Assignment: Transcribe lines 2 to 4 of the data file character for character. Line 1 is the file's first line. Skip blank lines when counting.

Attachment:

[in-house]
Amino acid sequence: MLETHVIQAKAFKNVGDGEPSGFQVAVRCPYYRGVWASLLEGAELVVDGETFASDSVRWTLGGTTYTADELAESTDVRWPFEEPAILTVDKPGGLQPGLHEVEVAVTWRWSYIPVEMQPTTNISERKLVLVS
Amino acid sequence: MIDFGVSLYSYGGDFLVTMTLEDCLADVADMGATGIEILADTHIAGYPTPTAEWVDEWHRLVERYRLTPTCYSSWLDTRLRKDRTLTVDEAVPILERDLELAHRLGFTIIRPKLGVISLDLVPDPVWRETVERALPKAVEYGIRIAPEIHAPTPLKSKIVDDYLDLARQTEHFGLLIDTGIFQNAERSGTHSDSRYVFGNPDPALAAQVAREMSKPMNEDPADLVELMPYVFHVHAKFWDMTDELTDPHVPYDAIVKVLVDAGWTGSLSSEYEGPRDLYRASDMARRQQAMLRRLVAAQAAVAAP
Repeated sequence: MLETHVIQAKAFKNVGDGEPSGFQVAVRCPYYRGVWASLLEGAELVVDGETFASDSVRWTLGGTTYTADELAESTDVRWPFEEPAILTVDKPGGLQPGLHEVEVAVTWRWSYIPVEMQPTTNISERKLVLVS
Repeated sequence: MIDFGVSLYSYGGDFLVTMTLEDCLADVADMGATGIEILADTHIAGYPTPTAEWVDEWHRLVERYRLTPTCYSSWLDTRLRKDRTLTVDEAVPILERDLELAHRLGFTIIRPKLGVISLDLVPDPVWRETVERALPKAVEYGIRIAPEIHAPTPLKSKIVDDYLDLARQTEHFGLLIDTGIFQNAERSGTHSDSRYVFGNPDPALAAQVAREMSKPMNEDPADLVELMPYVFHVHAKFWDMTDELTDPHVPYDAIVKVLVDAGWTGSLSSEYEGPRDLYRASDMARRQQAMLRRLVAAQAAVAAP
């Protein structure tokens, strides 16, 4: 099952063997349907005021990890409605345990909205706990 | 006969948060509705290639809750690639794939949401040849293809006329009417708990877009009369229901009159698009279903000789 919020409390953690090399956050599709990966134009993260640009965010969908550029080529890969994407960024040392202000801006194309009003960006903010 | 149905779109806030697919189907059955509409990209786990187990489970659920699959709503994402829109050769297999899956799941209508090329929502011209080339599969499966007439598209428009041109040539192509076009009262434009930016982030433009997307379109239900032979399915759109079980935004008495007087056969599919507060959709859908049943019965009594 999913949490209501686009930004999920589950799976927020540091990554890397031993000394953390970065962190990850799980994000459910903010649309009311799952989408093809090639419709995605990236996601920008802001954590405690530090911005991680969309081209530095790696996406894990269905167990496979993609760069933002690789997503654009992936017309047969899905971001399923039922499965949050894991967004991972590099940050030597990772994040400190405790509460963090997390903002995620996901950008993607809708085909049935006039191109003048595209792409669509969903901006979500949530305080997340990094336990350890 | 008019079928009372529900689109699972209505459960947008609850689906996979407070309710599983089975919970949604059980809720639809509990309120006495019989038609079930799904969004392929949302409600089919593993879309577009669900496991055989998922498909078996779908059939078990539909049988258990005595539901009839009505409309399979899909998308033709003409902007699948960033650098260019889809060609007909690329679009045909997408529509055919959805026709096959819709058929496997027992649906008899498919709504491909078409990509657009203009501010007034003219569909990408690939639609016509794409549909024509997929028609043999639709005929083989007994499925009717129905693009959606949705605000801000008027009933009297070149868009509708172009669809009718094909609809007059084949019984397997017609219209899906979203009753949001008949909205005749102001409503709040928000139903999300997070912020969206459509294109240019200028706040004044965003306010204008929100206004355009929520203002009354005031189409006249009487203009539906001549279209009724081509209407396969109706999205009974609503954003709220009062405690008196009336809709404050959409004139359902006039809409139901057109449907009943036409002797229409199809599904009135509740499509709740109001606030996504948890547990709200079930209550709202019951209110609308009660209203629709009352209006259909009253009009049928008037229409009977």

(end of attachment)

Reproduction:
Amino acid sequence: MLETHVIQAKAFKNVGDGEPSGFQVAVRCPYYRGVWASLLEGAELVVDGETFASDSVRWTLGGTTYTADELAESTDVRWPFEEPAILTVDKPGGLQPGLHEVEVAVTWRWSYIPVEMQPTTNISERKLVLVS
Amino acid sequence: MIDFGVSLYSYGGDFLVTMTLEDCLADVADMGATGIEILADTHIAGYPTPTAEWVDEWHRLVERYRLTPTCYSSWLDTRLRKDRTLTVDEAVPILERDLELAHRLGFTIIRPKLGVISLDLVPDPVWRETVERALPKAVEYGIRIAPEIHAPTPLKSKIVDDYLDLARQTEHFGLLIDTGIFQNAERSGTHSDSRYVFGNPDPALAAQVAREMSKPMNEDPADLVELMPYVFHVHAKFWDMTDELTDPHVPYDAIVKVLVDAGWTGSLSSEYEGPRDLYRASDMARRQQAMLRRLVAAQAAVAAP
Repeated sequence: MLETHVIQAKAFKNVGDGEPSGFQVAVRCPYYRGVWASLLEGAELVVDGETFASDSVRWTLGGTTYTADELAESTDVRWPFEEPAILTVDKPGGLQPGLHEVEVAVTWRWSYIPVEMQPTTNISERKLVLVS